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Shaving As a Metaphor for Nursing

BY: Fidelindo Lim, DNP, CCRN

Over the course of history, people have used metaphors to explain, contrive, reflect, and refute human phenomena. Health care (and all its challenges) has stimulated prolific metaphors to find meaning in its success, but more so in its failures. Military metaphors abound. Health providers are referred to as an “army” who “fight” in the “battleground” against the “enemy,” whether it’s a new strain of resistant organism or a bureaucratic misstep. As health care takes on a business model, metaphors derived from economics become commonplace, turning patients into “consumers” in the competitive “market” of “products and services” with an end-goal of reaching the highest “rating.”
Patients often resort to metaphors to cope with their suffering. Years ago when I was interviewing a patient who came in for rapid atrial fibrillation, he described what he was feeling “as if there was a hummingbird inside my heart; flapping its wings so fast and ready to fly out of there!” The book Illness as Metaphor by Susan Sontag is an example of an eloquent reflection and critique on the use of metaphor in the face of cancer.

Why do we turn to metaphors? The answer is simply because human nature is so vast and mysterious and our language limited. In our search for meaning we draw on symbolic language to derive some sense from our experience. As a nursing faculty, I use metaphors as picturesque clues to illustrate caring that is grounded in an examined experience. One experience I had serves as a metaphor for nursing itself.

A Perfect Picture

One day in August, I assigned a nursing student to care for Mr. C., a homeless 50-year-old Chinese man who originally came in for a drug overdose-related respiratory failure and a fractured hip. With the combined powers of antibiotics, mechanical ventilation, surgery, round-the-clock nursing, and the innate resiliency of the human body, he got better. After an extended stay in the ICU, he was transferred to a medical unit. There he remained in transition limbo for over a year. He was no longer sick enough to be a “patient,” but no facility would take him because he had no health insurance. In essence he was domesticated yet undomiciled.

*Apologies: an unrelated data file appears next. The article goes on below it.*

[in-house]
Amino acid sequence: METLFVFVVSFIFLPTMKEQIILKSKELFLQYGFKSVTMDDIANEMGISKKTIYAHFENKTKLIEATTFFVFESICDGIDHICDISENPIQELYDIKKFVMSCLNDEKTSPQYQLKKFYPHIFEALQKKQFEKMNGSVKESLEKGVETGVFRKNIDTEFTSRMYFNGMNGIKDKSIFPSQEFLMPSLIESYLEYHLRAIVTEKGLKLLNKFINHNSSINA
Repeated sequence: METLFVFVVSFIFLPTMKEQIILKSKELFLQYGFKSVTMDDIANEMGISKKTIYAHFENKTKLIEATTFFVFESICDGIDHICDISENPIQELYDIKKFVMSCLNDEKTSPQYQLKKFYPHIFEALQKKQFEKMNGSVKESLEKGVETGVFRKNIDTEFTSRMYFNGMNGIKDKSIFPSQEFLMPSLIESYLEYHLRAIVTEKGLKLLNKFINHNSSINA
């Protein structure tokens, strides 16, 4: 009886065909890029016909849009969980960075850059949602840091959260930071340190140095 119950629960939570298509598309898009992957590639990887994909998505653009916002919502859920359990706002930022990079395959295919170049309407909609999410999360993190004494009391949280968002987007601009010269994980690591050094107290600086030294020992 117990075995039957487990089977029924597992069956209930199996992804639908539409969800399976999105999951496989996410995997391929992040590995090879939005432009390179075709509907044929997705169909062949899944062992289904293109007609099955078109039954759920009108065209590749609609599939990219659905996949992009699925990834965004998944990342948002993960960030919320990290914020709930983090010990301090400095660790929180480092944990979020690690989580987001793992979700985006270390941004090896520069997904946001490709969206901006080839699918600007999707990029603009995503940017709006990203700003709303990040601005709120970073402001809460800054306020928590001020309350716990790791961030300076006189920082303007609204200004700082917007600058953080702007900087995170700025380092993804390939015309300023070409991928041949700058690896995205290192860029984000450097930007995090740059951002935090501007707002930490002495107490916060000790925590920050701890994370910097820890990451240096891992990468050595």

In between meals and medications, he would be spotted sitting quietly in the chair, looking brittle but never complaining. His toothless smile charmed the nursing staff. The conspicuous absence of any visitors made him mysterious, at least to me. With the passing of time, Mr. C’s facial hair started to grow. He resembled a sage with an overgrown Fu Manchu. Somehow shaving was never mentioned during hand-off, though at some point he expressed his desire to shave.

Amidst the cacophony of acute care hustle and bustle, I chanced upon a scene worthy of a Vermeer painting. A faint mid-day light was breaking through the shutters; a student wearing a blue isolation gown was standing with his back towards the door shaving the patient. A white towel was carefully draped over the patient’s chest and shoulders and half his face was covered with foam. Realizing I was unnoticed, I stood by quietly and observed. With surgical precision and the seriousness of a psychiatrist, the student caressed the patient’s sunken cheeks with a razor, all along keeping a measured conversation, punctuated by the tap, tap, tap of the razor against the side of the basin that was now a hot soup of discarded facial hair and lather. An effusive “thank you” and a bow of approval from the patient concluded the shave.

Returning the next day, I found the patient’s bed occupied by another person. I was told Mr. C. suffered a cardiac arrest overnight and was now in the ICU. There I found him unresponsive and attached to a ventilator. On his clean-shaven cheeks rested the holder of the endotracheal tube. For a few minutes I stared at his “brain dead” state and thought about the still-life scene I witnessed a day before. I recall how he demurred about keeping a “soul patch” just below his lower lip. Now he was surrounded by machines and devices that seemed to rob him of his humanity. The shave the day before was one of his last conscious close encounter with nursing and communion with fellowmen.

The Metaphor of the Shave

Perhaps I am romanticizing the idea that Mr. C’s pre-arrest shave was akin to physical purification, an ablution before his final transition to the unknown. He died the following morning. This episode prompted me to consider shaving patients as a metaphor for nursing itself, at least for patients of a certain gender.

The physical closeness required in shaving someone embodies the nurse-patient relationship, of being with and within reach when we are needed. Shaving brings a semblance of normalcy to the quotidian of life which nursing is meant to restore. Shaving personifies “a.m. care” and inspires gentleness in the caregiver because of the attendant risk of injury. Because shaving takes time and is not considered a priority intervention, it challenges the nurse to organize his or her work flow and make time for it. Making time is one of those competencies that ironically takes time to master.

Perhaps shaving, like bed bath, can be delegated but it would be a missed opportunity for the nurse to bond with the patient. The act has the potential to reveal instead of reduce the patient to a task to be done. Conversation, the essence of nurse-patient rapport, is easily conjured during shaving. It invites the nurse to enter into empathetic discourse that encourages further reflection in both patient and nurse. Ultimately, these reflections may validate the very reasons why we are in nursing.